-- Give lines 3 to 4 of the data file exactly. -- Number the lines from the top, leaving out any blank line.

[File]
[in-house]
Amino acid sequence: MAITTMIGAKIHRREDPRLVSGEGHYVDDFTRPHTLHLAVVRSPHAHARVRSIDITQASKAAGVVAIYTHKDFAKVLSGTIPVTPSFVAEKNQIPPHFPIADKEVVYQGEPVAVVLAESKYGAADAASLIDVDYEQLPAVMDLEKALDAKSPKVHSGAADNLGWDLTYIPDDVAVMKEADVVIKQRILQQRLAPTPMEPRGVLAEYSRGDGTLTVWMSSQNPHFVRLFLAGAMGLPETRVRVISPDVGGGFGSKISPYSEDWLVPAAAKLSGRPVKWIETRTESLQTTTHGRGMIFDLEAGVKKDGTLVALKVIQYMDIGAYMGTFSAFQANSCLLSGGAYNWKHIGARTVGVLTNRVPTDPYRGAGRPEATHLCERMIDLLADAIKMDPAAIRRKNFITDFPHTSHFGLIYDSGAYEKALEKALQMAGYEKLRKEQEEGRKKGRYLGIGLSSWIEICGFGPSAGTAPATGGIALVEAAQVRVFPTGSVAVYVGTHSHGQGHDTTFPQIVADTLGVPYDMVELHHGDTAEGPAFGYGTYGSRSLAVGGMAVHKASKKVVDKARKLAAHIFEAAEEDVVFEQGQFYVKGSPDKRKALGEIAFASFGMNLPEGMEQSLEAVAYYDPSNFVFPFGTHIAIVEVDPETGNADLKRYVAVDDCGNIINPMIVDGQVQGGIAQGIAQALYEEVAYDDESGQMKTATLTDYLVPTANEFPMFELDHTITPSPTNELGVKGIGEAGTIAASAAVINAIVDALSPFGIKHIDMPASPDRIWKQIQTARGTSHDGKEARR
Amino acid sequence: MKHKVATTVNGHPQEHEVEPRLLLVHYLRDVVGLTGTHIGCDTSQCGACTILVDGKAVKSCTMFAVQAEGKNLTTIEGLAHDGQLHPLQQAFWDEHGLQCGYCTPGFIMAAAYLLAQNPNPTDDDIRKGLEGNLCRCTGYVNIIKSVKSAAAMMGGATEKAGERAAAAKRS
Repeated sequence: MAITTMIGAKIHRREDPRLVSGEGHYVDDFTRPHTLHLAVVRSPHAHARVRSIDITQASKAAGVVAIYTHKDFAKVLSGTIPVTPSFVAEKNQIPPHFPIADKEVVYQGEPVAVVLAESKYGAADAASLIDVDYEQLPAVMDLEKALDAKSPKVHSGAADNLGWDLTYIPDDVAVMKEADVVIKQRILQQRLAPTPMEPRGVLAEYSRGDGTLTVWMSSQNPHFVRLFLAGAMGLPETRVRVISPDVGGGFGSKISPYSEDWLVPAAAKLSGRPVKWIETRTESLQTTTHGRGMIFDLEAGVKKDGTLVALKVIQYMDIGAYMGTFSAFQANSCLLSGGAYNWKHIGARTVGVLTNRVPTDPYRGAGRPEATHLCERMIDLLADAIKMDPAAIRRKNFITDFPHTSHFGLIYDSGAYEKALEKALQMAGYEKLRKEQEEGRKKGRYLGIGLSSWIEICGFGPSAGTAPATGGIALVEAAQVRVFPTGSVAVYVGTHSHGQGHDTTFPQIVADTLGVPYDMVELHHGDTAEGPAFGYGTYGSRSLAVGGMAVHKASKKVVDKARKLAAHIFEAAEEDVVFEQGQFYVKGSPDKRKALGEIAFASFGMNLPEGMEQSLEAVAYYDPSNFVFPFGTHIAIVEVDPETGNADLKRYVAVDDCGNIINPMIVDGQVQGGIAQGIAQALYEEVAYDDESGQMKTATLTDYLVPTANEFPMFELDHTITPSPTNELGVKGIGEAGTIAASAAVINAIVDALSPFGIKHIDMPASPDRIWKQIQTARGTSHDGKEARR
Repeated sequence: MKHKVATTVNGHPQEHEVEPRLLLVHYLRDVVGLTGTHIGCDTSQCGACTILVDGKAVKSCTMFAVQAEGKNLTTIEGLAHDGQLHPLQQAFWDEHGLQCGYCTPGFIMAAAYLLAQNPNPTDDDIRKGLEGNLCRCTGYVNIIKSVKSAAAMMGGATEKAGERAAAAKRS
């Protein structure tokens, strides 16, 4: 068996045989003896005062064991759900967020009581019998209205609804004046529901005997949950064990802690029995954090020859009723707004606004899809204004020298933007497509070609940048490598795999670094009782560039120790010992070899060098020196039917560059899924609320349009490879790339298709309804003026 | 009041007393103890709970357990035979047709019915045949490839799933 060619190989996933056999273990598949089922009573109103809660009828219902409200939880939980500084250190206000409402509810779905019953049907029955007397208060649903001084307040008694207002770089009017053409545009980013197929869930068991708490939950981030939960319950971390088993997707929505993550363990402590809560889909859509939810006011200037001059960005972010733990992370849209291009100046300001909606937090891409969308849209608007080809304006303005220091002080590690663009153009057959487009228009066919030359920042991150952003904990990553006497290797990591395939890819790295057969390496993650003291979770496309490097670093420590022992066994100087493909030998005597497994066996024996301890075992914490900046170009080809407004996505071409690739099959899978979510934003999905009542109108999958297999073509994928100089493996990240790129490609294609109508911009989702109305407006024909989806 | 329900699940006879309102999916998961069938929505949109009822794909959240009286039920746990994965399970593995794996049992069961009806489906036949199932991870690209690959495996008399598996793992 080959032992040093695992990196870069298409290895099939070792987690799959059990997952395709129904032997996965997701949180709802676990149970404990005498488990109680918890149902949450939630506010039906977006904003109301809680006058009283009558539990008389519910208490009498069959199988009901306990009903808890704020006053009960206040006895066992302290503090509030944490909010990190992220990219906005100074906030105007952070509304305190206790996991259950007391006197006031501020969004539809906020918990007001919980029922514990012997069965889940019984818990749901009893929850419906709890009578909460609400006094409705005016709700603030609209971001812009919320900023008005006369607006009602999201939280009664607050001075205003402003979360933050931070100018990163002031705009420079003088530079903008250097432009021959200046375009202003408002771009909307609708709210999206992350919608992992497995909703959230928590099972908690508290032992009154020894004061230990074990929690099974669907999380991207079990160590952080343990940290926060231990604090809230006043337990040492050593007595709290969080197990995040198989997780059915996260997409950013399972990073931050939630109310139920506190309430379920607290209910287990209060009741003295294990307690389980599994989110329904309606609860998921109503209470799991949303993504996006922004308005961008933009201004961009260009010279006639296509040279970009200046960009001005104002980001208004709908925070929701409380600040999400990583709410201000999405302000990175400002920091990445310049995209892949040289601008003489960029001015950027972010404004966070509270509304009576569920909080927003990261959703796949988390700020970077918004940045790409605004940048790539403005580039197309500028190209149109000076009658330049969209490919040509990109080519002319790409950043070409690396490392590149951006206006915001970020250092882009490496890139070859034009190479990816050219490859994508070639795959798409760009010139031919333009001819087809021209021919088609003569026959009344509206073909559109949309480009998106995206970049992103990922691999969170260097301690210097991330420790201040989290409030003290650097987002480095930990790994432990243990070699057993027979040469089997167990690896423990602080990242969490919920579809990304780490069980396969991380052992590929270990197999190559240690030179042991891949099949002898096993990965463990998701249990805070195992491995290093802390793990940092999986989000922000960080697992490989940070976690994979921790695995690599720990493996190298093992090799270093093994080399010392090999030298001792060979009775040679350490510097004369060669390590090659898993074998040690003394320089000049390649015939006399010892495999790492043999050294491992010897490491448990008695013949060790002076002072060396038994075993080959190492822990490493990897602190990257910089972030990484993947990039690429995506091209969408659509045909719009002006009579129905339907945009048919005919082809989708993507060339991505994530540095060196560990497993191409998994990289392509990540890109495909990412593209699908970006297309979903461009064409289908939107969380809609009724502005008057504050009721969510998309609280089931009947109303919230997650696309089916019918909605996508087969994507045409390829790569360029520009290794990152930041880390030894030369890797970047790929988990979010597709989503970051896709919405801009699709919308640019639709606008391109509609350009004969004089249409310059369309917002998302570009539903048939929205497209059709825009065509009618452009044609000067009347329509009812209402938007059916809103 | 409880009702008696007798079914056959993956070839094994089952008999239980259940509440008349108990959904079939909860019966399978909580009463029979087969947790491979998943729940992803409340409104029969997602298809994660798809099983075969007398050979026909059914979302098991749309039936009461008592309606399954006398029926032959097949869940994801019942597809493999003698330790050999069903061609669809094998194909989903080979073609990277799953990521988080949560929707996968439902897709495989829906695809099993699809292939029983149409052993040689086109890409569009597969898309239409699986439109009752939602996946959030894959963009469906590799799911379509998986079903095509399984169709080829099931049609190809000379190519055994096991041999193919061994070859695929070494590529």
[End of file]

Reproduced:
Amino acid sequence: MKHKVATTVNGHPQEHEVEPRLLLVHYLRDVVGLTGTHIGCDTSQCGACTILVDGKAVKSCTMFAVQAEGKNLTTIEGLAHDGQLHPLQQAFWDEHGLQCGYCTPGFIMAAAYLLAQNPNPTDDDIRKGLEGNLCRCTGYVNIIKSVKSAAAMMGGATEKAGERAAAAKRS
Repeated sequence: MAITTMIGAKIHRREDPRLVSGEGHYVDDFTRPHTLHLAVVRSPHAHARVRSIDITQASKAAGVVAIYTHKDFAKVLSGTIPVTPSFVAEKNQIPPHFPIADKEVVYQGEPVAVVLAESKYGAADAASLIDVDYEQLPAVMDLEKALDAKSPKVHSGAADNLGWDLTYIPDDVAVMKEADVVIKQRILQQRLAPTPMEPRGVLAEYSRGDGTLTVWMSSQNPHFVRLFLAGAMGLPETRVRVISPDVGGGFGSKISPYSEDWLVPAAAKLSGRPVKWIETRTESLQTTTHGRGMIFDLEAGVKKDGTLVALKVIQYMDIGAYMGTFSAFQANSCLLSGGAYNWKHIGARTVGVLTNRVPTDPYRGAGRPEATHLCERMIDLLADAIKMDPAAIRRKNFITDFPHTSHFGLIYDSGAYEKALEKALQMAGYEKLRKEQEEGRKKGRYLGIGLSSWIEICGFGPSAGTAPATGGIALVEAAQVRVFPTGSVAVYVGTHSHGQGHDTTFPQIVADTLGVPYDMVELHHGDTAEGPAFGYGTYGSRSLAVGGMAVHKASKKVVDKARKLAAHIFEAAEEDVVFEQGQFYVKGSPDKRKALGEIAFASFGMNLPEGMEQSLEAVAYYDPSNFVFPFGTHIAIVEVDPETGNADLKRYVAVDDCGNIINPMIVDGQVQGGIAQGIAQALYEEVAYDDESGQMKTATLTDYLVPTANEFPMFELDHTITPSPTNELGVKGIGEAGTIAASAAVINAIVDALSPFGIKHIDMPASPDRIWKQIQTARGTSHDGKEARR